The real issue is the focus on rates. This leads to a distortion of the actual issues driving electricity costs in Ontario. Rates have become a distraction. Contrary to news reports, Ontario does not have the most expensive electricity in North America. In fact, it has some of the lowest rates in the world. Ontario’s average electricity rate is about 14 cents per kWh. This translates to about 10 cents per kWh in US dollars.
This does not mean that rates are not too high or that the electricity system is working as efficiently as it could for the people of the province. Ontario – and most of Canada – have the advantage of being able to produce very cheap electricity.
Unfortunately, Liberal and Conservative governments have both increased the fragmentation, privatization, corporatization, and marketization of the electricity system. Decisions including breaking up of the publicly owned Ontario Hydro, deregulating the electricity market, allowing private companies to profit from electricity sales, and using rate-subsidization to pay for the expansion of solar and wind generation have eliminated many of the advantages Ontario should have around electricity.
As with many things of a monopoly and utility nature, the socialist answer of publicly owned utilities has been shown to be the best. No surprise to anyone here.
Let’s talk: Québec’s non-partisan effort to find solutions for a better province
February marked the culmination of an interesting project developed over the last few months in the province of Québec. Launched in September, the initiative called Faut qu’on se parle (Let’s talk), organized regional consultations and kitchen-table style conversations in different regions of Québec. The initiative was aimed at examining the direction Québec seems to be headed, and to allow the province’s citizens to be involved in identifying the issues and solutions.
The group who spear-headed the initiative includes some high-profile names, but was careful to brand itself as non-partisan. It included: former student movement spokesperson Gabriel Nadeau-Dubois, playwright Véronique Côté, Indigenous rights activist Maïté Labrecque-Saganash, civil rights activist Will Prosper, and several other activists and public personalities.
While the tour scheduled 10 regional public consultations, the panel also encouraged the population to invite them over for kitchen-table conversations with smaller groups. The panel thought they would schedule roughly 50 of these events, but they ended up holding more than 170 across the province.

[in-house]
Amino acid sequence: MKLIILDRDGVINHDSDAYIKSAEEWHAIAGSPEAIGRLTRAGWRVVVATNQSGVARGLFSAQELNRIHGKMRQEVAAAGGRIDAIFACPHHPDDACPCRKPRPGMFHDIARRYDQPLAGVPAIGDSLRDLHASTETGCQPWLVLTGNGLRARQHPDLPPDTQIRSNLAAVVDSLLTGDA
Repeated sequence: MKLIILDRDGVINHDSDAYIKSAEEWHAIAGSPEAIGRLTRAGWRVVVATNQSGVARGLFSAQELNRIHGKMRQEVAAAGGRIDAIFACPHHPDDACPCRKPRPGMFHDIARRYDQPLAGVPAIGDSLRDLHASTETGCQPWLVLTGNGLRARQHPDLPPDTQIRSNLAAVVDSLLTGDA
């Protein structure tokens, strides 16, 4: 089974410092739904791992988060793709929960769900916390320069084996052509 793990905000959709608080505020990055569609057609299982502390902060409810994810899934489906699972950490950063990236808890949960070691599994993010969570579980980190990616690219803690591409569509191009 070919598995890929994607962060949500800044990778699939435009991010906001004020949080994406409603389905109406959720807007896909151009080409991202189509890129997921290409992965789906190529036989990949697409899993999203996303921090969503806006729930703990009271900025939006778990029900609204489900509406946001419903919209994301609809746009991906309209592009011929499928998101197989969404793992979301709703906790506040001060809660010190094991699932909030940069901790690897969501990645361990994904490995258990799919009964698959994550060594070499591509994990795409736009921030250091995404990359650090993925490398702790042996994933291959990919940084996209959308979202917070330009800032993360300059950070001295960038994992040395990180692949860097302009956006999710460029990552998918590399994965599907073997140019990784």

There were 10 primary questions that panel wanted to get answers to as a way of starting conversation with the people of Québec:
- Democracy: how can we take back power? 2. Economy: how can we develop a Québec based on our priorities? 3. Regions: how can we make our communities more vibrant? 4. Independence: how can we move forward? 5. Education: how can we make sure everyone can reach their full potential? 6. First Nations: how can we build solidarity? 7. Diversity: how can we live together without racism or discrimination? 8. Culture: how can we ensure a vibrant artistic creation and make sure everyone has access to it? 9. Health: how can we take care of everyone? 10. Climate: how can we kick-start the transition?
They have compiled the highlights of what they heard during the process in a new book called Ne renonçons à rien (Let’s not concede anything). It’s an essay that showcases the testimonies from the tour, and casts an optimistic look at what Quebec can and should be. The title is meant to remind people that even in hard times, people must remember where we came from, not concede anything we have gained, and not concede our hopes for the future in the battle for what we can become as a nation.
The process was innovative, led by citizens instead of political parties, and lays the foundations for a grassroots political program for the coming years in Québec.
Uber is a terrible company
Uber’s disdain for offering fair wages or benefits to its drivers has been well documented, but recent developments have shown a spotlight on just how toxic it is within Uber itself. Workers are treated poorly, encouraged to undermine each other, and female workers in particular have to put up with constant harassment – which, when reported is dismissed and silenced by Uber’s management and human relations department. Susan Fowler dealt with these abuses first-hand and recounts here experiences on her blog. There is simply no justification for using the service.